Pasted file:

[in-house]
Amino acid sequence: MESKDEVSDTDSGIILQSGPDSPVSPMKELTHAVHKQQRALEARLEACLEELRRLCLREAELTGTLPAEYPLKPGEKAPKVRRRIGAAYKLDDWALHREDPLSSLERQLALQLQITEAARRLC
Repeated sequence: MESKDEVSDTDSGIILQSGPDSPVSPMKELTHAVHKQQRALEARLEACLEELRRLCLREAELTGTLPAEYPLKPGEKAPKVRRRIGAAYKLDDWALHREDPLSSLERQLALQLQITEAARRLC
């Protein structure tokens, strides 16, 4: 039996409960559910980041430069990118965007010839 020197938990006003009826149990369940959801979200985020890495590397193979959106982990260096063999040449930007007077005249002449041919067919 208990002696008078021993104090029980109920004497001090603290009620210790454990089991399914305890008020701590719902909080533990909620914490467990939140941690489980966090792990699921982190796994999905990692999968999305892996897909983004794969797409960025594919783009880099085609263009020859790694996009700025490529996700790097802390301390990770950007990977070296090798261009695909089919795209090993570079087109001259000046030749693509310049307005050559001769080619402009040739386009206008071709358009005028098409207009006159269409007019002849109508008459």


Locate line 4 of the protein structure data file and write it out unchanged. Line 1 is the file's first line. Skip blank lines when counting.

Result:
């Protein structure tokens, strides 16, 4: 039996409960559910980041430069990118965007010839 020197938990006003009826149990369940959801979200985020890495590397193979959106982990260096063999040449930007007077005249002449041919067919 208990002696008078021993104090029980109920004497001090603290009620210790454990089991399914305890008020701590719902909080533990909620914490467990939140941690489980966090792990699921982190796994999905990692999968999305892996897909983004794969797409960025594919783009880099085609263009020859790694996009700025490529996700790097802390301390990770950007990977070296090798261009695909089919795209090993570079087109001259000046030749693509310049307005050559001769080619402009040739386009206008071709358009005028098409207009006159269409007019002849109508008459």